Charmian Zoll, assistant director of public relations at Jabali, explains, "CD packaging is a little bit different because often the CD manufacturer works as a one-stop-shop; it tends to be more cost-effective that way. You give them a digital file of the CD cover art and master tapes of the tunes, then they press the CDs, have the CD covers printed, folded etc., and assemble all the packaging—including that infernal shrinkwrap. Prices depend on quantity."
Zoll admits that in-house production is cheaper than outsourcing. "For example, hiring a junior graphics designer for $15 to $20 an hour guarantees that your design work has priority compared to a contractor for whom you are only one of many clients; it substantially cuts down on design costs," she explains, comparing it to a company she recently contracted to do a large-scale halftone film project for a design fee of $45 an hour.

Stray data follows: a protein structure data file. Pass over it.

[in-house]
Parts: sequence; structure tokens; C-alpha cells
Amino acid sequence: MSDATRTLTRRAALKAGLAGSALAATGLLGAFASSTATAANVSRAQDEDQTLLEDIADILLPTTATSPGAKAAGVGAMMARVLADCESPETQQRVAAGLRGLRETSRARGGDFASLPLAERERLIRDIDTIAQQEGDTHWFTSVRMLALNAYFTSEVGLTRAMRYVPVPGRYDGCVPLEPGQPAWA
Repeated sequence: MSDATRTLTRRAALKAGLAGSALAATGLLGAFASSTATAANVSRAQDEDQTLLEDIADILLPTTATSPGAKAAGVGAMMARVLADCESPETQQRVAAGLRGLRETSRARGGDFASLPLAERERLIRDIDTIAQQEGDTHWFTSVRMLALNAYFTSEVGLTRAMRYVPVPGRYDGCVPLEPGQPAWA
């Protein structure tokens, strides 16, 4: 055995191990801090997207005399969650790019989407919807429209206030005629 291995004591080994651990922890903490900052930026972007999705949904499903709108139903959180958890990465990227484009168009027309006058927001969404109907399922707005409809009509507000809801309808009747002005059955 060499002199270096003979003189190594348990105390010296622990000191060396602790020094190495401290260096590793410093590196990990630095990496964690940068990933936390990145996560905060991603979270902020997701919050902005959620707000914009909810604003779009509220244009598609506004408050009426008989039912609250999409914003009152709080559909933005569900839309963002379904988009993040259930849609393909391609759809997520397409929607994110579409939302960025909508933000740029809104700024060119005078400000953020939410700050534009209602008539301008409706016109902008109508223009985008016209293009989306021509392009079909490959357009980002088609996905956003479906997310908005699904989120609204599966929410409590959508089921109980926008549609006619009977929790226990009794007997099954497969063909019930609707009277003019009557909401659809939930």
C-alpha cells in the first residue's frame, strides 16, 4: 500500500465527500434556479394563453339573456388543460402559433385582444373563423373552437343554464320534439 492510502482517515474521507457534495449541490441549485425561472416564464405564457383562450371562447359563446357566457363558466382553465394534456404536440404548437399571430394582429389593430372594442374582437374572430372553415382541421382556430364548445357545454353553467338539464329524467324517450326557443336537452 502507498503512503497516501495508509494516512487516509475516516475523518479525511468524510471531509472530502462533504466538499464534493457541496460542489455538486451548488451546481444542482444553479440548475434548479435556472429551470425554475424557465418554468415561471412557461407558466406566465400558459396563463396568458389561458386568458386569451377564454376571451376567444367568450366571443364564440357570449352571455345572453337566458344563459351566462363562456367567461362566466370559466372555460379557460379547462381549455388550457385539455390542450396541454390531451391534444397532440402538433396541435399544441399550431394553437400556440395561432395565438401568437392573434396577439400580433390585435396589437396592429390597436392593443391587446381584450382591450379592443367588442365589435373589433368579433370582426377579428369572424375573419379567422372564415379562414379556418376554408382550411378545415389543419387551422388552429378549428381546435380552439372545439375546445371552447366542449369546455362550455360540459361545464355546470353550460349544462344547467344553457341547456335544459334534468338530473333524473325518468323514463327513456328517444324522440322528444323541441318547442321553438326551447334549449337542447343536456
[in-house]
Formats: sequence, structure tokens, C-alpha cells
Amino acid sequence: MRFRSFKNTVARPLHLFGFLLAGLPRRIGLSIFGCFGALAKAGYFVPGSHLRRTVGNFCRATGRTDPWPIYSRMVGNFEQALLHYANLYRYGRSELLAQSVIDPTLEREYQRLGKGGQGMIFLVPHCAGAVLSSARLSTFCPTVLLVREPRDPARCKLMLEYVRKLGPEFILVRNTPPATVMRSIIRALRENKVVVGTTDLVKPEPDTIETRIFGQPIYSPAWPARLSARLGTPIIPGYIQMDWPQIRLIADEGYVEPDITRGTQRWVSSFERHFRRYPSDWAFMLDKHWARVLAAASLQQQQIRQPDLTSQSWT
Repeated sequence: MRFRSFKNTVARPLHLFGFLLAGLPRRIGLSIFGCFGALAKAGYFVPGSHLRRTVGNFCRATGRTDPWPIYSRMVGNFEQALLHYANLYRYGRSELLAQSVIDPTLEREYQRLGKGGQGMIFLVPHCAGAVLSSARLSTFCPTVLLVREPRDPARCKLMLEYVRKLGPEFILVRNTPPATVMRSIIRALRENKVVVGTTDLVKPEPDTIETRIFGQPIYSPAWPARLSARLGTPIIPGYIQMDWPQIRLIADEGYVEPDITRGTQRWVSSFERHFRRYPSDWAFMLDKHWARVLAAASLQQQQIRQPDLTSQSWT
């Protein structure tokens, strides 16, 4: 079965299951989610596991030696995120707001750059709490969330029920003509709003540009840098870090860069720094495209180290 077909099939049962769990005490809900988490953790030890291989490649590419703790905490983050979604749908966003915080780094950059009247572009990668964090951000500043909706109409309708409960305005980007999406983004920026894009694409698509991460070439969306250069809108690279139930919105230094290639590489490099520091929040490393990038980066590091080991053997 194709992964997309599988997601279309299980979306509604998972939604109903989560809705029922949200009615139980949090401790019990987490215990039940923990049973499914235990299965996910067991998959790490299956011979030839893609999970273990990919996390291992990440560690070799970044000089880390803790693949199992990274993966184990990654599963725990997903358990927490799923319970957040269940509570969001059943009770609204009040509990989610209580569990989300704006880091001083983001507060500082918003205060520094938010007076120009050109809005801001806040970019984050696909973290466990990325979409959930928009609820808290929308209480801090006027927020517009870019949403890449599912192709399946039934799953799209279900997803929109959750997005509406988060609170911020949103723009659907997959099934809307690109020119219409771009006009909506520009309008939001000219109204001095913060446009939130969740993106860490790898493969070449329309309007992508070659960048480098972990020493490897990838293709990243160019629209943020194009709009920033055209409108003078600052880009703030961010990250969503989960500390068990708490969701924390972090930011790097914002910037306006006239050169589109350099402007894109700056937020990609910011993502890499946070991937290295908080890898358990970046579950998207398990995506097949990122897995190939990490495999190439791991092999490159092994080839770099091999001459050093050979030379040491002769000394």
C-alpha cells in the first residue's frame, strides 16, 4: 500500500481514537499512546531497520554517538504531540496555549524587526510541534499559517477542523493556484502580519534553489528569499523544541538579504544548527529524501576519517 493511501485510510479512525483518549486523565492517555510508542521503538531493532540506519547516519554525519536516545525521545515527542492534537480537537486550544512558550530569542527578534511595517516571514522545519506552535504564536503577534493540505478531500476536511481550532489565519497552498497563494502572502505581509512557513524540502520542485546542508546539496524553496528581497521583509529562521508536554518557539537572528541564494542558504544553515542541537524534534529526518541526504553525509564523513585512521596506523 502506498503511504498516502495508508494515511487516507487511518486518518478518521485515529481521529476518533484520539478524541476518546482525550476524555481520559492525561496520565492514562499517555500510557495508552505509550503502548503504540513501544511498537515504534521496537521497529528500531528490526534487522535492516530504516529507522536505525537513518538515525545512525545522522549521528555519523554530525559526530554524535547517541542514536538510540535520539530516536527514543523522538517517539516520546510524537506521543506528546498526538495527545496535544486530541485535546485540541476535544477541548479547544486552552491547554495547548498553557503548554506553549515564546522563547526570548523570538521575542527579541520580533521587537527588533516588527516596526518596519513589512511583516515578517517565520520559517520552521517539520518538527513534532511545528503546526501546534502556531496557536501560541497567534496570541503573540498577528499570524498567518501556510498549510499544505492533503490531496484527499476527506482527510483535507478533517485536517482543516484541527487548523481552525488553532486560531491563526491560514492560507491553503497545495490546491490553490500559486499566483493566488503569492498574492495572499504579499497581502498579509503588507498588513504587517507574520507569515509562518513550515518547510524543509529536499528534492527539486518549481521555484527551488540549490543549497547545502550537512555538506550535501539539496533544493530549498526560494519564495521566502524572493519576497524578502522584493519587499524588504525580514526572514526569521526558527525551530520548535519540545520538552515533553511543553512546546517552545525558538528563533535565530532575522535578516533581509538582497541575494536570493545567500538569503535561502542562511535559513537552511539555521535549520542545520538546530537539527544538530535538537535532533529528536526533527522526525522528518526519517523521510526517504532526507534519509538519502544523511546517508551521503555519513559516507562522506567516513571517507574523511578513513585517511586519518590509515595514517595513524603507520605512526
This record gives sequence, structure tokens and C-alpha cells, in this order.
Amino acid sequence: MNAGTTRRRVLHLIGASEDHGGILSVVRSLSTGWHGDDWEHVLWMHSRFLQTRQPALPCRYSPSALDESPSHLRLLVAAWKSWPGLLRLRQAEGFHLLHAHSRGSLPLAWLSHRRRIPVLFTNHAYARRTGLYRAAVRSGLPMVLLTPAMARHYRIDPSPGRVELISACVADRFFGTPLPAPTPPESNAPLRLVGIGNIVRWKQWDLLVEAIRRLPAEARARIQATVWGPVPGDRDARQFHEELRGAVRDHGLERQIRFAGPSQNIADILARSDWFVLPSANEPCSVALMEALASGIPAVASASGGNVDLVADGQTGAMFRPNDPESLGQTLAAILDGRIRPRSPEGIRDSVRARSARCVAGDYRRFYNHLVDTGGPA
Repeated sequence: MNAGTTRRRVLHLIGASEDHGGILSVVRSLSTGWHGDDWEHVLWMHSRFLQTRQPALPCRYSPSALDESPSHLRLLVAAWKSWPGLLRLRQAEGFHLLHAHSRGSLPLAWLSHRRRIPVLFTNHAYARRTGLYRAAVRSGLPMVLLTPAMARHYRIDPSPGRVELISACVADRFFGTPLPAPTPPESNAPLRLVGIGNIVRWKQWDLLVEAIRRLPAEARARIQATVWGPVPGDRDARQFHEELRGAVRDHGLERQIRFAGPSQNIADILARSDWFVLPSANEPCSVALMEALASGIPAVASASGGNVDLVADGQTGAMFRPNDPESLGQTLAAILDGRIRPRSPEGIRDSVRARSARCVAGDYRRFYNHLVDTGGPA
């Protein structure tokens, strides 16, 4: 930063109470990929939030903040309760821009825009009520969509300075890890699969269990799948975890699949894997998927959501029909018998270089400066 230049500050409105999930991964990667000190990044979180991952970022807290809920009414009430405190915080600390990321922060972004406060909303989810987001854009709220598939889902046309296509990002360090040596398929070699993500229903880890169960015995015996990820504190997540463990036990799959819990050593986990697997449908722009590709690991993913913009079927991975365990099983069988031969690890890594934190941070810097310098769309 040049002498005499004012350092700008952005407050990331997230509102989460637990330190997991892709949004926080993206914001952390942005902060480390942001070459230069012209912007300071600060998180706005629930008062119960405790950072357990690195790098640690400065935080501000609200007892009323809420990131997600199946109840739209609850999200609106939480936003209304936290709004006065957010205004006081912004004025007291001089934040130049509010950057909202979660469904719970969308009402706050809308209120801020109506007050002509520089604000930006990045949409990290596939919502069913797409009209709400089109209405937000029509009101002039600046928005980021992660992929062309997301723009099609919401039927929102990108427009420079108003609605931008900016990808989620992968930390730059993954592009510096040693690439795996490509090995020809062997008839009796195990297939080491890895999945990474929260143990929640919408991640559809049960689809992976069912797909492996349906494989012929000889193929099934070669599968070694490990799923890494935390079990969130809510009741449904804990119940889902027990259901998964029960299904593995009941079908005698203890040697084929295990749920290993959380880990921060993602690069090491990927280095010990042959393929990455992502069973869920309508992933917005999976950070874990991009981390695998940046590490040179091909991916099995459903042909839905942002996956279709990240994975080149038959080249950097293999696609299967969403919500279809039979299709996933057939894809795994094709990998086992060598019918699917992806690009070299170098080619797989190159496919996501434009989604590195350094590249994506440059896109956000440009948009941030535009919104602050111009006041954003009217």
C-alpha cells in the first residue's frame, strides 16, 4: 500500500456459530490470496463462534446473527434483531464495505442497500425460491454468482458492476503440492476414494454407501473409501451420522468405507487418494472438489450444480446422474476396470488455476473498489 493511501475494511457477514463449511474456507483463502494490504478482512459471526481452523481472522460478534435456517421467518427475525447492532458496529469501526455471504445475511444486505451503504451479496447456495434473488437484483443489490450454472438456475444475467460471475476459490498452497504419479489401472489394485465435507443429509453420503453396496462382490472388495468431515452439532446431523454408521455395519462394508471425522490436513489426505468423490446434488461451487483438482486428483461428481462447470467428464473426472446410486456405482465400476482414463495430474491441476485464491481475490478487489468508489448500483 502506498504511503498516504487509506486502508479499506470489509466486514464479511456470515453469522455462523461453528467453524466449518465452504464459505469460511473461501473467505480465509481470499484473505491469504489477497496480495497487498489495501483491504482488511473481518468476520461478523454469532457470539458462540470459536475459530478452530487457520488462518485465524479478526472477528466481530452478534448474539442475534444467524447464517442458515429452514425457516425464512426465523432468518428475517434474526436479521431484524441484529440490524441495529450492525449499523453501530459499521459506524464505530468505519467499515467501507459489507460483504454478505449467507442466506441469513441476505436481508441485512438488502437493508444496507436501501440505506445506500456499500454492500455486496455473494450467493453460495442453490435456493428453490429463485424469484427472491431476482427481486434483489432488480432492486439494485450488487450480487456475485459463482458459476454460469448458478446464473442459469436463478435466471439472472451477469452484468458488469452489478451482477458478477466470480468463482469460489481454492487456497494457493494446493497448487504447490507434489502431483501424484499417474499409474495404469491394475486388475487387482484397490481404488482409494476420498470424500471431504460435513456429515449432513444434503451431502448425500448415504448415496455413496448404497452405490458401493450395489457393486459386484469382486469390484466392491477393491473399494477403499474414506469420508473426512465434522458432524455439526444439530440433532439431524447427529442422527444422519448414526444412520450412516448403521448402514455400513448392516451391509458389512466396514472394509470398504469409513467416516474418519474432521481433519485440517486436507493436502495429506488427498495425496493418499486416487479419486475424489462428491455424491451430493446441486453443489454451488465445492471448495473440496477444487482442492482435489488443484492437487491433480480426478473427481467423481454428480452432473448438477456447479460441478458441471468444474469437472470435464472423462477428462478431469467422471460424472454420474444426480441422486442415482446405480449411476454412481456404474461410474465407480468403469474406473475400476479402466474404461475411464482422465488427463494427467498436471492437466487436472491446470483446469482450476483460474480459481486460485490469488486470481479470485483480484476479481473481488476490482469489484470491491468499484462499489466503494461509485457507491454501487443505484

In contrast, Zoll says that big jobs often require greater expense no matter what reviews an in-house printer may earn. "A high-end quality Xerox laser color printer can do amazing things," she says, "but for large quantities and quality control for a big job, I still most definitely prefer a press. A press will have more accurate color consistency from print to print so I never have to worry about variations in a single batch that can occur from weird things happening with toner."